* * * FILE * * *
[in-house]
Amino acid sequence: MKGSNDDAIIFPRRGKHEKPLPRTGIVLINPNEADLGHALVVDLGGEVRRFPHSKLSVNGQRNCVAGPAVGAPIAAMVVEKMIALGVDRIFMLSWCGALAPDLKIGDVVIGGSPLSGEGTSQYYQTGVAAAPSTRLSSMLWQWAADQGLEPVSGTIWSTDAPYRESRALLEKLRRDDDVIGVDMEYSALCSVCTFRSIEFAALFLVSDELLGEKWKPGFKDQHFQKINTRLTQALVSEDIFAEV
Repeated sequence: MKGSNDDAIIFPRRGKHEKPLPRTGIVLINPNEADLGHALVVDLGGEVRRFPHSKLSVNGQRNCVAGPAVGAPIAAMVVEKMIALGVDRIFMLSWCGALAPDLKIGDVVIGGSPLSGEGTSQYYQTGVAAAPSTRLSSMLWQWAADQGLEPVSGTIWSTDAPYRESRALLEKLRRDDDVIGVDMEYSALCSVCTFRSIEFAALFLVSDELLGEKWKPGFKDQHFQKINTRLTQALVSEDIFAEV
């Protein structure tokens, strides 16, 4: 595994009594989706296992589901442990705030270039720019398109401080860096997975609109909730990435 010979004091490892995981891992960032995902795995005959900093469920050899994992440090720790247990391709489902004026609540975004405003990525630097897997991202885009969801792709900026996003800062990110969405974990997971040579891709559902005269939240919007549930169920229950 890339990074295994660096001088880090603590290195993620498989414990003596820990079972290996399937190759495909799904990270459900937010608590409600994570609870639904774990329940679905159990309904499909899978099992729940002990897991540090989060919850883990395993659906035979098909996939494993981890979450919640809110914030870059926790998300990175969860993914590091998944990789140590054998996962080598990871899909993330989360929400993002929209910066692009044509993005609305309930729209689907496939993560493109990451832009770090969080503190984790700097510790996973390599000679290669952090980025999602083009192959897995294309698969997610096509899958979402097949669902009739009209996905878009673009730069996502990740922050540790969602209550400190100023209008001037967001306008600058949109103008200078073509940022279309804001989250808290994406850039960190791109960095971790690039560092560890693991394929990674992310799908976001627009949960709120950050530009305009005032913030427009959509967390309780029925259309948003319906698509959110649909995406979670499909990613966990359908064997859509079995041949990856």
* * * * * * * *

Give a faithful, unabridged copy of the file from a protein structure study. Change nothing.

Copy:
[in-house]
Amino acid sequence: MKGSNDDAIIFPRRGKHEKPLPRTGIVLINPNEADLGHALVVDLGGEVRRFPHSKLSVNGQRNCVAGPAVGAPIAAMVVEKMIALGVDRIFMLSWCGALAPDLKIGDVVIGGSPLSGEGTSQYYQTGVAAAPSTRLSSMLWQWAADQGLEPVSGTIWSTDAPYRESRALLEKLRRDDDVIGVDMEYSALCSVCTFRSIEFAALFLVSDELLGEKWKPGFKDQHFQKINTRLTQALVSEDIFAEV
Repeated sequence: MKGSNDDAIIFPRRGKHEKPLPRTGIVLINPNEADLGHALVVDLGGEVRRFPHSKLSVNGQRNCVAGPAVGAPIAAMVVEKMIALGVDRIFMLSWCGALAPDLKIGDVVIGGSPLSGEGTSQYYQTGVAAAPSTRLSSMLWQWAADQGLEPVSGTIWSTDAPYRESRALLEKLRRDDDVIGVDMEYSALCSVCTFRSIEFAALFLVSDELLGEKWKPGFKDQHFQKINTRLTQALVSEDIFAEV
């Protein structure tokens, strides 16, 4: 595994009594989706296992589901442990705030270039720019398109401080860096997975609109909730990435 010979004091490892995981891992960032995902795995005959900093469920050899994992440090720790247990391709489902004026609540975004405003990525630097897997991202885009969801792709900026996003800062990110969405974990997971040579891709559902005269939240919007549930169920229950 890339990074295994660096001088880090603590290195993620498989414990003596820990079972290996399937190759495909799904990270459900937010608590409600994570609870639904774990329940679905159990309904499909899978099992729940002990897991540090989060919850883990395993659906035979098909996939494993981890979450919640809110914030870059926790998300990175969860993914590091998944990789140590054998996962080598990871899909993330989360929400993002929209910066692009044509993005609305309930729209689907496939993560493109990451832009770090969080503190984790700097510790996973390599000679290669952090980025999602083009192959897995294309698969997610096509899958979402097949669902009739009209996905878009673009730069996502990740922050540790969602209550400190100023209008001037967001306008600058949109103008200078073509940022279309804001989250808290994406850039960190791109960095971790690039560092560890693991394929990674992310799908976001627009949960709120950050530009305009005032913030427009959509967390309780029925259309948003319906698509959110649909995406979670499909990613966990359908064997859509079995041949990856």